Saturday, November 20, 2010
According to the National Center on Immigrant Integration Policy, of the 49.9 millions students enrolled in the 2007-2008 school year, just under 11 percent were English language learners. In the state of California the number of
in 2008 outnumbered the combined total of the five other states whose ELLs populations rank highest in the nation: Texas (701,799), Florida (234,934), New York (213,000), Illinois (175,454) and Arizona (166,572). The NAEP [National Assessment of Educational Progress] reported in 2009 only 12 percent of 4th grade ELL ELLs were at or above proficient in math, compared to 42 percent of non-ELL students. The scores were even worse for 8th grade Ells with a mere 6 percent at or above proficient in math, compared to 38 percent of non-ELL students. In my own state, Texas, graduated from high school at significantly lower percentages than there counterparts, 39 percent v. 78 percent. ELLs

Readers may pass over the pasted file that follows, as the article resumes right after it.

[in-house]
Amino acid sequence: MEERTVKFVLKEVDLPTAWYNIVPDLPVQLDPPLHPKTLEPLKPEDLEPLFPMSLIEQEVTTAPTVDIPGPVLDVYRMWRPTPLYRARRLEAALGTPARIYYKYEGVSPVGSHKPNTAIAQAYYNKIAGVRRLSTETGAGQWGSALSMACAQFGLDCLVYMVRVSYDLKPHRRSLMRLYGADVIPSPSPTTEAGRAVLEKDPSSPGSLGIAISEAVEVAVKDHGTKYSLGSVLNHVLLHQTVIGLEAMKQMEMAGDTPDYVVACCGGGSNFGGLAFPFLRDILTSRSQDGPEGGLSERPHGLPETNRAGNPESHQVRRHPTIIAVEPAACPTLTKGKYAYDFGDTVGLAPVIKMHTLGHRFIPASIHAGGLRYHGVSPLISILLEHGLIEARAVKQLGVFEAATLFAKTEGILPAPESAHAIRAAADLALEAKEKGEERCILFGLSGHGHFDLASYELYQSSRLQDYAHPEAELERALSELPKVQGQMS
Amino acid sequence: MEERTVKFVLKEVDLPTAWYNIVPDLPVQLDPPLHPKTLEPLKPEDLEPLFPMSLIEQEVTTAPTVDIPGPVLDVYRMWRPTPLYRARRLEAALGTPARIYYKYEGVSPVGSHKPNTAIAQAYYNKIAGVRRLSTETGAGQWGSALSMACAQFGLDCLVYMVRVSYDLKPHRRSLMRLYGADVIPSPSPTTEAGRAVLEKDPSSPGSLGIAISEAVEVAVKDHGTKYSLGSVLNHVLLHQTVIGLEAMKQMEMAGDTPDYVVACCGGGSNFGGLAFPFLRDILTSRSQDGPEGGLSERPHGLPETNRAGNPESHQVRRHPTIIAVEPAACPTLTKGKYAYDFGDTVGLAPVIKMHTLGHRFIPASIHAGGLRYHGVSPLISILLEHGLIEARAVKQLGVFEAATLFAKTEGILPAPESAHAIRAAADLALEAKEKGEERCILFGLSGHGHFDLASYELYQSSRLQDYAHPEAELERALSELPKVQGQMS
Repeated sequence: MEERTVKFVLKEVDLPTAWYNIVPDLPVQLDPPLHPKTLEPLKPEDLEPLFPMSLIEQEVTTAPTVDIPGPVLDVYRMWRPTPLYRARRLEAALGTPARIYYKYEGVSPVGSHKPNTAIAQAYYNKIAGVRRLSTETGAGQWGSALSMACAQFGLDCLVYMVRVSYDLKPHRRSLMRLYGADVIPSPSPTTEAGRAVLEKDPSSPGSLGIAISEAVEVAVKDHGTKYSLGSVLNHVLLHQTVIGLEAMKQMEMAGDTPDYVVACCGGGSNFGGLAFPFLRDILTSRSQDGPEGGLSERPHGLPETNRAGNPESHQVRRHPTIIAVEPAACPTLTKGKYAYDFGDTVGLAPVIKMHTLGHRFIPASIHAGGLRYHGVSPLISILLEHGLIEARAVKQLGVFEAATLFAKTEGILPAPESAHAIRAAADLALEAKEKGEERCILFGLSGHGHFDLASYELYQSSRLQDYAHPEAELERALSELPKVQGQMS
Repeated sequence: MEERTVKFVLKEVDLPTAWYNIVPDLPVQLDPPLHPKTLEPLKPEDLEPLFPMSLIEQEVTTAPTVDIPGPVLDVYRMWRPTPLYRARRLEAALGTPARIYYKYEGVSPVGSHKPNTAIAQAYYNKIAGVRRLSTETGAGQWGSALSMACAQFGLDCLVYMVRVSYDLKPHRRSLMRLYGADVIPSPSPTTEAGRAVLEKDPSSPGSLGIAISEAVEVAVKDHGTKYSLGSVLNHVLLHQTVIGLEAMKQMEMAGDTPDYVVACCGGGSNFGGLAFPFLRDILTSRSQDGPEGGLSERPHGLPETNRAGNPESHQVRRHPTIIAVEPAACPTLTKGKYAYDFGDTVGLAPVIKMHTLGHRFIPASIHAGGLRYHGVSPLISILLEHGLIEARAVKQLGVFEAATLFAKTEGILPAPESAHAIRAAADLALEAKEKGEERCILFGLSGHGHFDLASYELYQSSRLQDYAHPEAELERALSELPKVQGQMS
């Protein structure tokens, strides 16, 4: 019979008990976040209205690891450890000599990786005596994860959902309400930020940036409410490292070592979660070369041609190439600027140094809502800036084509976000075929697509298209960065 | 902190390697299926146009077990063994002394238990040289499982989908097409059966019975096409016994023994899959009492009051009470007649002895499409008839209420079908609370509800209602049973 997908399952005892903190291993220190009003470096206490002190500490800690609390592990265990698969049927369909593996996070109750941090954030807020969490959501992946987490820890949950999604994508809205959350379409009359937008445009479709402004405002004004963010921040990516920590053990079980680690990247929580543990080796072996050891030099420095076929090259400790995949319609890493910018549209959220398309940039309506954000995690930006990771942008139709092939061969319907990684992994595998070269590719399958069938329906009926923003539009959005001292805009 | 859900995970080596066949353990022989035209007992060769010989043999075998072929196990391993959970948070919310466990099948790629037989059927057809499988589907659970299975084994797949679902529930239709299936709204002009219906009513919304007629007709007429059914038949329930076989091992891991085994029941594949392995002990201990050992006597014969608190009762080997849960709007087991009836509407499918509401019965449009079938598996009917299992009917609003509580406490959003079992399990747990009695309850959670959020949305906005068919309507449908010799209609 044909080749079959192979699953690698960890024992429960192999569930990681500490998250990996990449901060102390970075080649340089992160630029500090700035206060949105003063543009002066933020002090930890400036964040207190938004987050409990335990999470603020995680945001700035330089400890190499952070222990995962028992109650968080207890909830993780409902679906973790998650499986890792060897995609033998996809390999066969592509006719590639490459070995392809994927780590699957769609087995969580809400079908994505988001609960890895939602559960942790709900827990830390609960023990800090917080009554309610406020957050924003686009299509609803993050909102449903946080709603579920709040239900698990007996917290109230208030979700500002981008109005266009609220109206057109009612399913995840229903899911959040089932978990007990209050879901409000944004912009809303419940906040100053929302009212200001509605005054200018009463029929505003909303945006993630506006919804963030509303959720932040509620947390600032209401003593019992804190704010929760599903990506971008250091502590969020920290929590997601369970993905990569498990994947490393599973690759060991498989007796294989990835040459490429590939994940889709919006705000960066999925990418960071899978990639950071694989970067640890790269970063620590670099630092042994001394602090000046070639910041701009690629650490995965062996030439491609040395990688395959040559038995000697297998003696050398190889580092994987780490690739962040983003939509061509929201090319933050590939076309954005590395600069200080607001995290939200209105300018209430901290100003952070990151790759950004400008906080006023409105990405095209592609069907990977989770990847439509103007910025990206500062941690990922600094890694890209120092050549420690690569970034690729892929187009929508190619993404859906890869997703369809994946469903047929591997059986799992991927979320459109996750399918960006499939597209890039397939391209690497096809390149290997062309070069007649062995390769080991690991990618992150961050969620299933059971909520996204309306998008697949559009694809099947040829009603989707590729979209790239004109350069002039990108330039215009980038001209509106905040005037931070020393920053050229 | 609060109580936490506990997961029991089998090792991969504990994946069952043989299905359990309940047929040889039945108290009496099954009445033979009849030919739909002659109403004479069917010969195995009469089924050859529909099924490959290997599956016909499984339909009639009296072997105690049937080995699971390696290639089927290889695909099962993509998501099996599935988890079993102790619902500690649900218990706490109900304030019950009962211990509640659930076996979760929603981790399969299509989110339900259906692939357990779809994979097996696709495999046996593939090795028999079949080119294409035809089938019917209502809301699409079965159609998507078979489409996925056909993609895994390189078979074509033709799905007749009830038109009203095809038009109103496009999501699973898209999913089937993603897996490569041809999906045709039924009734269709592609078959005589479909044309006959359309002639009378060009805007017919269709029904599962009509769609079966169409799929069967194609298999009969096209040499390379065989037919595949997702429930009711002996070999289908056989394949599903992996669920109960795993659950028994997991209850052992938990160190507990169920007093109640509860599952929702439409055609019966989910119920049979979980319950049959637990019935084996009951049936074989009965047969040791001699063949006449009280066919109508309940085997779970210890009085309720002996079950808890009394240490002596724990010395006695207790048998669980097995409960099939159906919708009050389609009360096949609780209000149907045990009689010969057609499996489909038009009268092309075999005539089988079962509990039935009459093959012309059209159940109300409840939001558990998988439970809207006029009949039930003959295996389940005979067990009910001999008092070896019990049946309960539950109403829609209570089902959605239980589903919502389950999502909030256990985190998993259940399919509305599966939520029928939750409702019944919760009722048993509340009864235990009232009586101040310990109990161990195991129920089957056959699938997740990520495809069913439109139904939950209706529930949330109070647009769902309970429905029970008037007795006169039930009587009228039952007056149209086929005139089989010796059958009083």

It should come as no surprise that the needs of our refugee students are not being met, especially when some schools are still sitting refugee students in a corner with a few crayons or markers for entertainment, rather than attempting to educate them. I personally find such notions incomprehensible! As incoming refugee populations are being spread out from major cities and resettled in less urban areas, perhaps we need to form some type of staff development program that will break down barriers and give teachers the tools they need to assist this particular
I would love to hear how others are meeting the needs of refugee students in their schools! What do you think or what are you doing in your local school?